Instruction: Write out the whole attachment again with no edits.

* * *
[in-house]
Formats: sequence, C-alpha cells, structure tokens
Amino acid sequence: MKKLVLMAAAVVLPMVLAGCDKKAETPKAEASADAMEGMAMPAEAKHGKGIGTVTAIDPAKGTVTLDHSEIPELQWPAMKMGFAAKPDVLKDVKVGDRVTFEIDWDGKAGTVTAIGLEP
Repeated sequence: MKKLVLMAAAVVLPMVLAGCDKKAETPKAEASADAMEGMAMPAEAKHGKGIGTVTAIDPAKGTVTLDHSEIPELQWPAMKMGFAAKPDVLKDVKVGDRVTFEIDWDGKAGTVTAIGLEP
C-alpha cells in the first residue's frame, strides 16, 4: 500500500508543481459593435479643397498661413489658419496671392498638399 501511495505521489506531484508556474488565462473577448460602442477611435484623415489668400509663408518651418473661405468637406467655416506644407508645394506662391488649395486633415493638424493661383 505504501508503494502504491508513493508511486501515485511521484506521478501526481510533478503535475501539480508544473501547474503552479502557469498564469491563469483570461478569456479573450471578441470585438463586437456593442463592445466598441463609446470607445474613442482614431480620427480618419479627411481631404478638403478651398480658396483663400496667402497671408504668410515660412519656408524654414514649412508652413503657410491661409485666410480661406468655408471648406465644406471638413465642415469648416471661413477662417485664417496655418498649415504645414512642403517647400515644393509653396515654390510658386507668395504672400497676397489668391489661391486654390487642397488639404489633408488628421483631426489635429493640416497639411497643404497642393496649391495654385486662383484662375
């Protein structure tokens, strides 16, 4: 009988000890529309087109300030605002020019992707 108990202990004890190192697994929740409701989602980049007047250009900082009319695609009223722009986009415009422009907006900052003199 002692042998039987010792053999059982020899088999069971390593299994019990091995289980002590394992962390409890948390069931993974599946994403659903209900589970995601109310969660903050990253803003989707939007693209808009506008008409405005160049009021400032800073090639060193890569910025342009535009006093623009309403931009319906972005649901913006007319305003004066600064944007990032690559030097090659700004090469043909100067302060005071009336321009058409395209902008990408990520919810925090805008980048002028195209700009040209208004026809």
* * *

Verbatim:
[in-house]
Formats: sequence, C-alpha cells, structure tokens
Amino acid sequence: MKKLVLMAAAVVLPMVLAGCDKKAETPKAEASADAMEGMAMPAEAKHGKGIGTVTAIDPAKGTVTLDHSEIPELQWPAMKMGFAAKPDVLKDVKVGDRVTFEIDWDGKAGTVTAIGLEP
Repeated sequence: MKKLVLMAAAVVLPMVLAGCDKKAETPKAEASADAMEGMAMPAEAKHGKGIGTVTAIDPAKGTVTLDHSEIPELQWPAMKMGFAAKPDVLKDVKVGDRVTFEIDWDGKAGTVTAIGLEP
C-alpha cells in the first residue's frame, strides 16, 4: 500500500508543481459593435479643397498661413489658419496671392498638399 501511495505521489506531484508556474488565462473577448460602442477611435484623415489668400509663408518651418473661405468637406467655416506644407508645394506662391488649395486633415493638424493661383 505504501508503494502504491508513493508511486501515485511521484506521478501526481510533478503535475501539480508544473501547474503552479502557469498564469491563469483570461478569456479573450471578441470585438463586437456593442463592445466598441463609446470607445474613442482614431480620427480618419479627411481631404478638403478651398480658396483663400496667402497671408504668410515660412519656408524654414514649412508652413503657410491661409485666410480661406468655408471648406465644406471638413465642415469648416471661413477662417485664417496655418498649415504645414512642403517647400515644393509653396515654390510658386507668395504672400497676397489668391489661391486654390487642397488639404489633408488628421483631426489635429493640416497639411497643404497642393496649391495654385486662383484662375
């Protein structure tokens, strides 16, 4: 009988000890529309087109300030605002020019992707 108990202990004890190192697994929740409701989602980049007047250009900082009319695609009223722009986009415009422009907006900052003199 002692042998039987010792053999059982020899088999069971390593299994019990091995289980002590394992962390409890948390069931993974599946994403659903209900589970995601109310969660903050990253803003989707939007693209808009506008008409405005160049009021400032800073090639060193890569910025342009535009006093623009309403931009319906972005649901913006007319305003004066600064944007990032690559030097090659700004090469043909100067302060005071009336321009058409395209902008990408990520919810925090805008980048002028195209700009040209208004026809």